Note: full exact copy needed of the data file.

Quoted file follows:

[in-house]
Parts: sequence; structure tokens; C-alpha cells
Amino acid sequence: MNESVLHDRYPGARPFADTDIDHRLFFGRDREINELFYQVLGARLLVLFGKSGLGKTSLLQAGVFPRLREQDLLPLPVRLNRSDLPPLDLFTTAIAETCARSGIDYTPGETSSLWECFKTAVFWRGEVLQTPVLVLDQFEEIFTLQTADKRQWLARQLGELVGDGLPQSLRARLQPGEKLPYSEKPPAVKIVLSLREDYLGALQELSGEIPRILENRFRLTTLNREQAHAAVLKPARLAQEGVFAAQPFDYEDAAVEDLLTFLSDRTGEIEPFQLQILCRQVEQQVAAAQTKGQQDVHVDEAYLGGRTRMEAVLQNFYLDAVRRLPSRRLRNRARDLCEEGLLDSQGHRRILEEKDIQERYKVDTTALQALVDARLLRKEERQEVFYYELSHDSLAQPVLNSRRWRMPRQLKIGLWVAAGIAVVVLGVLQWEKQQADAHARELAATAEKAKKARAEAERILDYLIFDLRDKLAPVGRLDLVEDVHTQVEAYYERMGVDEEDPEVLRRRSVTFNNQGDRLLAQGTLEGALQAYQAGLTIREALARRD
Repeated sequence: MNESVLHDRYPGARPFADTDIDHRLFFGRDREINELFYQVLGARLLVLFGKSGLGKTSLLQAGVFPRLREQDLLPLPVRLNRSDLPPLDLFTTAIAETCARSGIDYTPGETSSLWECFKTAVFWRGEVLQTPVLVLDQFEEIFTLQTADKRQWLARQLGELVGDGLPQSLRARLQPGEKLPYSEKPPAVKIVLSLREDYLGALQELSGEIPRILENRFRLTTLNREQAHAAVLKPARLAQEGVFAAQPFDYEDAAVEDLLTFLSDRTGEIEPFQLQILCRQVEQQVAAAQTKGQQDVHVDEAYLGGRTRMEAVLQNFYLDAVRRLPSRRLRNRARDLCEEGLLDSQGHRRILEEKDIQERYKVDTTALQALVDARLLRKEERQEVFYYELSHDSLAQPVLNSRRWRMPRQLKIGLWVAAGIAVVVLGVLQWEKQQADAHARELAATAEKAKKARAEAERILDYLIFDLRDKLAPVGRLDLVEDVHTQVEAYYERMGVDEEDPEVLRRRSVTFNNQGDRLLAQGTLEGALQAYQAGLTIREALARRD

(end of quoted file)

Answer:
[in-house]
Parts: sequence; structure tokens; C-alpha cells
Amino acid sequence: MNESVLHDRYPGARPFADTDIDHRLFFGRDREINELFYQVLGARLLVLFGKSGLGKTSLLQAGVFPRLREQDLLPLPVRLNRSDLPPLDLFTTAIAETCARSGIDYTPGETSSLWECFKTAVFWRGEVLQTPVLVLDQFEEIFTLQTADKRQWLARQLGELVGDGLPQSLRARLQPGEKLPYSEKPPAVKIVLSLREDYLGALQELSGEIPRILENRFRLTTLNREQAHAAVLKPARLAQEGVFAAQPFDYEDAAVEDLLTFLSDRTGEIEPFQLQILCRQVEQQVAAAQTKGQQDVHVDEAYLGGRTRMEAVLQNFYLDAVRRLPSRRLRNRARDLCEEGLLDSQGHRRILEEKDIQERYKVDTTALQALVDARLLRKEERQEVFYYELSHDSLAQPVLNSRRWRMPRQLKIGLWVAAGIAVVVLGVLQWEKQQADAHARELAATAEKAKKARAEAERILDYLIFDLRDKLAPVGRLDLVEDVHTQVEAYYERMGVDEEDPEVLRRRSVTFNNQGDRLLAQGTLEGALQAYQAGLTIREALARRD
Repeated sequence: MNESVLHDRYPGARPFADTDIDHRLFFGRDREINELFYQVLGARLLVLFGKSGLGKTSLLQAGVFPRLREQDLLPLPVRLNRSDLPPLDLFTTAIAETCARSGIDYTPGETSSLWECFKTAVFWRGEVLQTPVLVLDQFEEIFTLQTADKRQWLARQLGELVGDGLPQSLRARLQPGEKLPYSEKPPAVKIVLSLREDYLGALQELSGEIPRILENRFRLTTLNREQAHAAVLKPARLAQEGVFAAQPFDYEDAAVEDLLTFLSDRTGEIEPFQLQILCRQVEQQVAAAQTKGQQDVHVDEAYLGGRTRMEAVLQNFYLDAVRRLPSRRLRNRARDLCEEGLLDSQGHRRILEEKDIQERYKVDTTALQALVDARLLRKEERQEVFYYELSHDSLAQPVLNSRRWRMPRQLKIGLWVAAGIAVVVLGVLQWEKQQADAHARELAATAEKAKKARAEAERILDYLIFDLRDKLAPVGRLDLVEDVHTQVEAYYERMGVDEEDPEVLRRRSVTFNNQGDRLLAQGTLEGALQAYQAGLTIREALARRD